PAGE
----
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NOAA chief Conrad Lautenbacher resigns

The chief of the federal agency that keeps watch over US waters and weather patterns has resigned after seven years at the helm of the National Oceanic and Atmospheric Association (NOAA).

September 23, 2008 — Jordan Lite

Federal Agency Encourages Its Scientists to Speak Out

SAN FRANCISCO—The public at times questions scientific results produced by government agencies, thinking that the findings may be meant to support particular political policies or positions or to deflect criticism of those policies.

December 8, 2011 — Mark Fischetti

Damage from Extreme Weather Increasing

Hurricane Irene is part of a worsening trend. Weather disasters have grown more frequent and more costly over the past 30 years in the U.S.,

September 1, 2011 — Christine Gorman

NOAA's Lubchenco calls for national climate service

Jane Lubchenco, the newly confirmed director of the National Oceanic and Atmospheric Administration (NOAA), says she wants to create a national climate service that would predict the effects of global warming on communities, similarly to how the National Weather Service sends out info about the weather.

March 24, 2009 — Jordan Lite

Tropical storm Andres heading toward Baja

Surfers take note: Tropical Storm Andres could hit the resort town of Cabo San Lucas at the tip of Mexico’s Baja California later this week.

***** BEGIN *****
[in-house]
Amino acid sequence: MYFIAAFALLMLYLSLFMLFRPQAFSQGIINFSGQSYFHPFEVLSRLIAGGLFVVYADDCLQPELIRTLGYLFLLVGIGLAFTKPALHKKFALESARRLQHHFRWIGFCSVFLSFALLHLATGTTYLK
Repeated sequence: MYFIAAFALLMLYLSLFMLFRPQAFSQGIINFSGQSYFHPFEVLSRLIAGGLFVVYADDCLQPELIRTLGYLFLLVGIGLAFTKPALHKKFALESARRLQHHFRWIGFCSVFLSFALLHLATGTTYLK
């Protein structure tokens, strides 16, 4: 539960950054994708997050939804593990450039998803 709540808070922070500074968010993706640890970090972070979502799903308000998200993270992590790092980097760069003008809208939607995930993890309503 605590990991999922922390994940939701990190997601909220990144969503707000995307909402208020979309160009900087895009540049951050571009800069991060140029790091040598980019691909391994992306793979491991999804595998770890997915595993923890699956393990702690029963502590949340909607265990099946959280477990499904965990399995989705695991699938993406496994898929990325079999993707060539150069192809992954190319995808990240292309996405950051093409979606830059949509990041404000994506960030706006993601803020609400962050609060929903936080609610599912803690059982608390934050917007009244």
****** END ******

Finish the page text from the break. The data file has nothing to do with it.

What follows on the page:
The U.S.

June 22, 2009 — Brendan Borrell

The Most Breathtaking Video of the Weather

Video of the Week #107, August 29th, 2013: From: The Most Breathtaking Video of the Weather You’ll Watch This Week by Evelyn Lamb at Roots of Unity.

August 29, 2013 — Bora Zivkovic

Could Wildfires Save the Arctic?

Alaskan residents who watched as wildfires claimed a record 10,000 square miles (26,00 square kilometers) of land in 2004 can take cold comfort in the fact that the choking smoke endured during wildfire season could blunt some of the effects of global warming.

July 25, 2008 — JR Minkel

Cities at night learning about cities from a different perspective

By now you’ve probably seen the new Earth at Night images and videos from NASA. Chris Elvidge, a NOAA scientist who has studied the Earth at night for over 20 years (talk about an awesome job!) says, “Nothing tells us more about the spread of humans across the Earth than city lights.” Seen from ~500 miles above the Earth’s surface, you can see what he is talking about: a sprawling network of humanity stretching inward from coastlines, following rivers, tracing old trade routes, and in some cases ending abruptly at borders (who said there are no borders from space?).

December 12, 2012 — David Wogan

A Five-Minute Taste of Deep Sea Exploration

NOAA’s research ship Okeanos Explorer and its ROV Deep Discoverer (aka D2) wrapped up their latest exploration of the seafloor and marine canyons around Puerto Rico last week.

May 5, 2015 — Jennifer Frazer

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